DELIVERY: What’s the Best Third-Party Delivery Service for Restaurants?
The third-party restaurant delivery wars are here. With more consumers turning to the convenience of ordering their meals online and via mobile apps, services that provide delivery for non-traditional takeout outlets are thriving. With online delivery expected to grow to more than $24 billion by 2023, getting your restaurant into the game is paramount to future success.
But which one would best fit your restaurant’s business? The good news is that restaurants have some options when choosing a third-party delivery service. We break down the top five delivery services as well as in-house delivery, so you can make the best choice for your restaurant.
DID YOU KNOWS…
Boston Beer and Dogfish Head Merge
Boston Beer and Dogfish Head Craft Brewery announced last week that their two companies will merge, a deal valued at about $300 million. The merger will have the company operating under Boston Beer and led under Boston Beer’s CEO Dave Burwick. Dogfish, however, will be able to keep its indie craft brewery status.
Is restaurant merch the new band tee? While anyone can slap their logo on a t-shirt or hat and call it a day, some adventurous owners and chefs have elevated the playing field by partnering with sneaker companies. Manhattan ice cream shop Mikey Likes It has teamed up with Ewing Athletics on two sneakers ($150). Limited-edition Koio sneakers will honor Dominique Ansel with a shiny croissant clasps on the laces. Called “croissneakers” they’re going for $348 a pair. And that’s just the tip of the iceberg.
FuboTV Explores Ad-Supported OC
FuboTV, the OTT streaming service, is looking to move into the world of original, ad-supported content. They currently offer a variety of networks to subscribers for $54.99/month and hold the English language rights to Liga MX soccer. This new content would be its own channel on FuboTV and not a separate platform service. Learn more about OTT sports streaming.
HOW DO YOU SAY THAT IN SPANISH?
Why it matters to you: In many restaurants, language is a barrier; it’s time to address it.
Full disclosure, I speak fluent Spanish and it’s 100% because I have worked in restaurants since I was 14 years old (for 40 years, if you are counting). That’s why this blog on Toast POS is so perfectly on point. Almost 26% of staff in the restaurant industry are native Spanish speakers. While that can be a challenge for you to communicate with them, it’s on the tip of the iceberg that can hit your restaurant if staff can’t smoothly engage each other while working. For my part, I implemented English lessons weekly for any of my Spanish speaking staff. The results were fantastic, because everyone benefited.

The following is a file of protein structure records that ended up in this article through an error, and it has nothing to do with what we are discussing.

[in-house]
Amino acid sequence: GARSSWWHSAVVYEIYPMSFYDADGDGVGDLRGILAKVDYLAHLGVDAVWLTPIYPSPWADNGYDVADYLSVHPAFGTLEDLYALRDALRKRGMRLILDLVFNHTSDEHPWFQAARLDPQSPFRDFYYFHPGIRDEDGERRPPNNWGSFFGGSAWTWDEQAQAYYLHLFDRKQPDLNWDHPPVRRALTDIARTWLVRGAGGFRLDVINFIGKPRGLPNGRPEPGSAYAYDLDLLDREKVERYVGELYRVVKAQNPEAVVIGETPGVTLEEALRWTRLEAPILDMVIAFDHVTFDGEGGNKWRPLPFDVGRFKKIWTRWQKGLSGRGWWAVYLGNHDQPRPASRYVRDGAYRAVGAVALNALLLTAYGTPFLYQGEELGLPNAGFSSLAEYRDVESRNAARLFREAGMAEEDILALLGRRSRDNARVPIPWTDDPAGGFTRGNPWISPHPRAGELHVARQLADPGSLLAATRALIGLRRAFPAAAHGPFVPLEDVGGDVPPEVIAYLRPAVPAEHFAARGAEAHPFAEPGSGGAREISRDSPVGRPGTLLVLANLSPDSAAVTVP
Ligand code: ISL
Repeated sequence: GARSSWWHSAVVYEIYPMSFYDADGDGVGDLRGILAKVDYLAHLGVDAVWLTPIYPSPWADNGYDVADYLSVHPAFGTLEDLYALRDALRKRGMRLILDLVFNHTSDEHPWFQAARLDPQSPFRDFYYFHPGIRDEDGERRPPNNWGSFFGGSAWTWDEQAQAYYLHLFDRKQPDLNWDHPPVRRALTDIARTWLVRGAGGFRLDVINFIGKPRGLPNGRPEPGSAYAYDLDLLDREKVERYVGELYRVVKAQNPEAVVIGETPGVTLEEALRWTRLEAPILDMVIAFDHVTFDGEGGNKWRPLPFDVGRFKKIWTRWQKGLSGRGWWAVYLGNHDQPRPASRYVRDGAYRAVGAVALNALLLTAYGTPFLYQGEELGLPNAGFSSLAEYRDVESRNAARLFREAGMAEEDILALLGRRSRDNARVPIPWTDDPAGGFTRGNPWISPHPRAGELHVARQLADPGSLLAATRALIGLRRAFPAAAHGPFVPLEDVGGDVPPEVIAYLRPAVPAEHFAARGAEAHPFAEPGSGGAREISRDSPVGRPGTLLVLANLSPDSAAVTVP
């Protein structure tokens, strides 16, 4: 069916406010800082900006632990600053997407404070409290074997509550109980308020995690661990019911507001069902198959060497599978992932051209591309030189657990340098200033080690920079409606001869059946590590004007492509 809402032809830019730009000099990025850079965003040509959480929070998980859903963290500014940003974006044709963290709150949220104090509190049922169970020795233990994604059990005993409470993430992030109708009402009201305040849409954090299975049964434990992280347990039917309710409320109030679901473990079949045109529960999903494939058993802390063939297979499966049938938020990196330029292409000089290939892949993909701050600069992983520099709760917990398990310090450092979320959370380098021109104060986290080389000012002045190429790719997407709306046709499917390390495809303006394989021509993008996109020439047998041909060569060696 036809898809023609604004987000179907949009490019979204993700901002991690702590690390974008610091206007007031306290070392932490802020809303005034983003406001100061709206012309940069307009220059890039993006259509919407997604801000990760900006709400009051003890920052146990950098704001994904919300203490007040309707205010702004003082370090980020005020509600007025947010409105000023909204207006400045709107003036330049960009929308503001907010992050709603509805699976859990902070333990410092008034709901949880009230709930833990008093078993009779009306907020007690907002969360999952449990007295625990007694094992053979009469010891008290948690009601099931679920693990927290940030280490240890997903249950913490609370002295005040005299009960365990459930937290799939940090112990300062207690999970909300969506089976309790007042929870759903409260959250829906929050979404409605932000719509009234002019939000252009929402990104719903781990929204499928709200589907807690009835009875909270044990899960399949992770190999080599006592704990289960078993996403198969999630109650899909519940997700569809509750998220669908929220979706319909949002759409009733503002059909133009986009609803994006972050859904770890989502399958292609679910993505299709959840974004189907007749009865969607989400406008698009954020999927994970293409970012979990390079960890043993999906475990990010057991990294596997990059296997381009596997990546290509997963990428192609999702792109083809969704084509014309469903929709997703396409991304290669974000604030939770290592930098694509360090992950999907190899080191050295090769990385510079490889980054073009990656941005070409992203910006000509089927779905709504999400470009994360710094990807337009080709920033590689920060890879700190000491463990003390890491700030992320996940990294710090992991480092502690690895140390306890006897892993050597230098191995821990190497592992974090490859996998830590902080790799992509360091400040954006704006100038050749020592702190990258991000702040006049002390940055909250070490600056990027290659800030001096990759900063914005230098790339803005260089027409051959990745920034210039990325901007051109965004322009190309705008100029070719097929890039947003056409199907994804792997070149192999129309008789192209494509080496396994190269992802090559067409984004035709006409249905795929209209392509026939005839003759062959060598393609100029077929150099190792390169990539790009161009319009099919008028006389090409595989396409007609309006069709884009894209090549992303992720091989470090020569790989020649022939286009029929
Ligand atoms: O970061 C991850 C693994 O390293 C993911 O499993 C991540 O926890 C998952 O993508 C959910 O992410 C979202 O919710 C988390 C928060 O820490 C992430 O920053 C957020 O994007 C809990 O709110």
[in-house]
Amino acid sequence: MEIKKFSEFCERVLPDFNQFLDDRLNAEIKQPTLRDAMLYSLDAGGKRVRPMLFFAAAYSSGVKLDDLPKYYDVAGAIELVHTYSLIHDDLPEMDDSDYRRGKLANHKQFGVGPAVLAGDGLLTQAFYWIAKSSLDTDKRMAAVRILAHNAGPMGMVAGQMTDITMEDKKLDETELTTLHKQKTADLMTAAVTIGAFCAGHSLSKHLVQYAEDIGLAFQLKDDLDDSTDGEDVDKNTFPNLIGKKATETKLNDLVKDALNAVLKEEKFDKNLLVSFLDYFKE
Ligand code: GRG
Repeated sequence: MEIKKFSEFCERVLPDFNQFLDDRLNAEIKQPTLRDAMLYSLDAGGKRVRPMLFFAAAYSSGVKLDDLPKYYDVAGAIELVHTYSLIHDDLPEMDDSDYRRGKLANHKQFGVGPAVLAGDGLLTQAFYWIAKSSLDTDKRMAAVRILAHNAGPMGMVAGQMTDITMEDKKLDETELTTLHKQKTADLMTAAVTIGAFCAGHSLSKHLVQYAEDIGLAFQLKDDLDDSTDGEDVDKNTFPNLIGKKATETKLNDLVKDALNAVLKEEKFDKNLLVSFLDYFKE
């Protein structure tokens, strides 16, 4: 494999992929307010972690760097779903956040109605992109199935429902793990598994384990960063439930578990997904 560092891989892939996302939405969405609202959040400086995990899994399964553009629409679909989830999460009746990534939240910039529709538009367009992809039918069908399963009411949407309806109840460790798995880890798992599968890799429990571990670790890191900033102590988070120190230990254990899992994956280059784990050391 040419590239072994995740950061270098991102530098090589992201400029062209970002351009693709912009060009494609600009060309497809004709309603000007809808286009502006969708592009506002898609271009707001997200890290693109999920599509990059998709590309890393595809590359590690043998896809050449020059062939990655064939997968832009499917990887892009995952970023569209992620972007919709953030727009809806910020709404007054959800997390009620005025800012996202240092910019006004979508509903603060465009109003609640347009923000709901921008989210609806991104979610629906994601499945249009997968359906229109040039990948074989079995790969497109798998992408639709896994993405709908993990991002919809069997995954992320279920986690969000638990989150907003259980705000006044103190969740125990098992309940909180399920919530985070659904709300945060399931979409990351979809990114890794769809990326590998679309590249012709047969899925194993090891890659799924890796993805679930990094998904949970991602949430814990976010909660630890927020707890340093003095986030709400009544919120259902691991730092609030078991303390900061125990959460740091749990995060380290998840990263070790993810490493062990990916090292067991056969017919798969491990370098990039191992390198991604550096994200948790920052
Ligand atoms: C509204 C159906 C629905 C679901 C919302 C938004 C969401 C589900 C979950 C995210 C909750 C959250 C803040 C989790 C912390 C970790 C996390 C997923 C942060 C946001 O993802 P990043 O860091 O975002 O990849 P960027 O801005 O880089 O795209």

The post lists multiple efforts you can engage to ensure everyone on your team has the tools they need to efficiently interact at work. It includes 75 words/phrases that you can post, so that your English-speaking staff can more quickly exchange with your Spanish-speaking team members. Additionally, it includes ideas like posting all signage in both languages and even including bilingualism in your training. This way your new Spanish-speaking staff better prepared to work with your English-speaking personnel and, as a result, operations smooth smoother and safer. Let’s be real, with unemployment at historical lows, we can’t afford to lose or preclude anyone from working in our restaurants. Addressing language barriers is logical step in managing this specific issue. IMHO.
[Source: Toast POS]
PLACE YOUR AD HERE!
Why it matters to you: Your menu may be your next great new source of revenue.
There appears to be a new culture controversy in our industry -- direct advertising on restaurant menus. You’re probably thinking, “That’s not particularly new, so what’s the big deal?” Well, sure TGIFriday’s has their Jack Daniel’s inspired BBQ sauce menu, but that’s not exactly what we are discussing. This is more about real promotion of products on your menu. This happened recently at celebrity chef Danny Bowien’s Mission Chinese Food with the inclusion of Arizona Iced Tea marks on his dinner menu. The question posed is whether this is a bad or good idea. With so many social influencers getting paid to post on behalf of companies, why shouldn’t restaurant operators use their own influence to create additional revenue?
Let’s do some calculations. How many covers do you serve a month? If your restaurant does $100k in monthly sales with a check average of $30 then you are seeing approximately 3300 visits per month. Since everyone one of those visits includes a menu presentation, you can literally guarantee specific level of interaction. We have long described why you should work with national brands to build your own reputation; this is just the most logical next step in that enterprise. Let someone else pay for your menus to be printed and make a few bucks on the side at the same time. Our suggestion is to take revenue wherever it presents itself and make like just a little bit easier at the end of the month reconciliation.
[Source: Grub Street]